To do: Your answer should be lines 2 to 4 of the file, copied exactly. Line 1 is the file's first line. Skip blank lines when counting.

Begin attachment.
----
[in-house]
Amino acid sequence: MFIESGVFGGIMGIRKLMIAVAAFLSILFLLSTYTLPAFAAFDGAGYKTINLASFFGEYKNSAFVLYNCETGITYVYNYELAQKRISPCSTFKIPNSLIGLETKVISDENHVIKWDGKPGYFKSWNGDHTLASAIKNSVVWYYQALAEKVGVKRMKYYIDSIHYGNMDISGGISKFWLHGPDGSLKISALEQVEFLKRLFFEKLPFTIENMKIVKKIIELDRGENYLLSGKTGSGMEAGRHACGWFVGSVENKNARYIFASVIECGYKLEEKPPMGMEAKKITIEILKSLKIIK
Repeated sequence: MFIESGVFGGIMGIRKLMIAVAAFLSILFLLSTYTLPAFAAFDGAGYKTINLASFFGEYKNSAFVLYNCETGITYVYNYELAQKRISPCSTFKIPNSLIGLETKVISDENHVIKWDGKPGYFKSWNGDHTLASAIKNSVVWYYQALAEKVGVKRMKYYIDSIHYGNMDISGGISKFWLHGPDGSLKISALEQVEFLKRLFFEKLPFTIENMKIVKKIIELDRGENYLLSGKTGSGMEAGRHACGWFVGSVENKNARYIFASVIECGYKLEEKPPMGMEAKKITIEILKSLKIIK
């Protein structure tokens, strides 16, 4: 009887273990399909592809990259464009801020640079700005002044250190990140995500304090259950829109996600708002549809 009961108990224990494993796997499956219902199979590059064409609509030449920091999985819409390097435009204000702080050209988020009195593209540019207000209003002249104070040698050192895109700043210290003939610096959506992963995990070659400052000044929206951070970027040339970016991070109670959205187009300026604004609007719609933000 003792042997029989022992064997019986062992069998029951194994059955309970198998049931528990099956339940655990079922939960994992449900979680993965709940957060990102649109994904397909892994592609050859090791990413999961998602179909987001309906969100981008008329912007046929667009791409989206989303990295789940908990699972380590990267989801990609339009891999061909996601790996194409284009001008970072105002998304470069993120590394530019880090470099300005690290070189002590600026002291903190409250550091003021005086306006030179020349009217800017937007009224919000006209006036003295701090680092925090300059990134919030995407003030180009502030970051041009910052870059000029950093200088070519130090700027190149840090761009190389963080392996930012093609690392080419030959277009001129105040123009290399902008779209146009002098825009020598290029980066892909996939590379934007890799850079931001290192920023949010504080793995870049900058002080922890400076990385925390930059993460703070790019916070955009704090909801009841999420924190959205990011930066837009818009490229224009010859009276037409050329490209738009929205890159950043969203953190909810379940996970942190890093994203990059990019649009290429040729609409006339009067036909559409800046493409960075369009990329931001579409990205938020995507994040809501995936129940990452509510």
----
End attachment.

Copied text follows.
Amino acid sequence: MFIESGVFGGIMGIRKLMIAVAAFLSILFLLSTYTLPAFAAFDGAGYKTINLASFFGEYKNSAFVLYNCETGITYVYNYELAQKRISPCSTFKIPNSLIGLETKVISDENHVIKWDGKPGYFKSWNGDHTLASAIKNSVVWYYQALAEKVGVKRMKYYIDSIHYGNMDISGGISKFWLHGPDGSLKISALEQVEFLKRLFFEKLPFTIENMKIVKKIIELDRGENYLLSGKTGSGMEAGRHACGWFVGSVENKNARYIFASVIECGYKLEEKPPMGMEAKKITIEILKSLKIIK
Repeated sequence: MFIESGVFGGIMGIRKLMIAVAAFLSILFLLSTYTLPAFAAFDGAGYKTINLASFFGEYKNSAFVLYNCETGITYVYNYELAQKRISPCSTFKIPNSLIGLETKVISDENHVIKWDGKPGYFKSWNGDHTLASAIKNSVVWYYQALAEKVGVKRMKYYIDSIHYGNMDISGGISKFWLHGPDGSLKISALEQVEFLKRLFFEKLPFTIENMKIVKKIIELDRGENYLLSGKTGSGMEAGRHACGWFVGSVENKNARYIFASVIECGYKLEEKPPMGMEAKKITIEILKSLKIIK
């Protein structure tokens, strides 16, 4: 009887273990399909592809990259464009801020640079700005002044250190990140995500304090259950829109996600708002549809 009961108990224990494993796997499956219902199979590059064409609509030449920091999985819409390097435009204000702080050209988020009195593209540019207000209003002249104070040698050192895109700043210290003939610096959506992963995990070659400052000044929206951070970027040339970016991070109670959205187009300026604004609007719609933000 003792042997029989022992064997019986062992069998029951194994059955309970198998049931528990099956339940655990079922939960994992449900979680993965709940957060990102649109994904397909892994592609050859090791990413999961998602179909987001309906969100981008008329912007046929667009791409989206989303990295789940908990699972380590990267989801990609339009891999061909996601790996194409284009001008970072105002998304470069993120590394530019880090470099300005690290070189002590600026002291903190409250550091003021005086306006030179020349009217800017937007009224919000006209006036003295701090680092925090300059990134919030995407003030180009502030970051041009910052870059000029950093200088070519130090700027190149840090761009190389963080392996930012093609690392080419030959277009001129105040123009290399902008779209146009002098825009020598290029980066892909996939590379934007890799850079931001290192920023949010504080793995870049900058002080922890400076990385925390930059993460703070790019916070955009704090909801009841999420924190959205990011930066837009818009490229224009010859009276037409050329490209738009929205890159950043969203953190909810379940996970942190890093994203990059990019649009290429040729609409006339009067036909559409800046493409960075369009990329931001579409990205938020995507994040809501995936129940990452509510």